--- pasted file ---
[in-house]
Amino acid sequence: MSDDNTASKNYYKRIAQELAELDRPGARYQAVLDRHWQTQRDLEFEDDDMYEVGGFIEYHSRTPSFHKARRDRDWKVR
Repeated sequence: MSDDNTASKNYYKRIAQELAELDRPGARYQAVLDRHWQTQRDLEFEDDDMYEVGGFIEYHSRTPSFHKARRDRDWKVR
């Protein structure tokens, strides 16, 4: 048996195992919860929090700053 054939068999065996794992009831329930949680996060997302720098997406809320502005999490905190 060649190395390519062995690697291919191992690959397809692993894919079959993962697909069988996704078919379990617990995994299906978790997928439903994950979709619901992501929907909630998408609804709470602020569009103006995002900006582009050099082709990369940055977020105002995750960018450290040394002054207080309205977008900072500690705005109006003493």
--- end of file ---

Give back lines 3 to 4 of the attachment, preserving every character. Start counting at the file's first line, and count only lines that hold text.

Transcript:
Repeated sequence: MSDDNTASKNYYKRIAQELAELDRPGARYQAVLDRHWQTQRDLEFEDDDMYEVGGFIEYHSRTPSFHKARRDRDWKVR
């Protein structure tokens, strides 16, 4: 048996195992919860929090700053 054939068999065996794992009831329930949680996060997302720098997406809320502005999490905190 060649190395390519062995690697291919191992690959397809692993894919079959993962697909069988996704078919379990617990995994299906978790997928439903994950979709619901992501929907909630998408609804709470602020569009103006995002900006582009050099082709990369940055977020105002995750960018450290040394002054207080309205977008900072500690705005109006003493």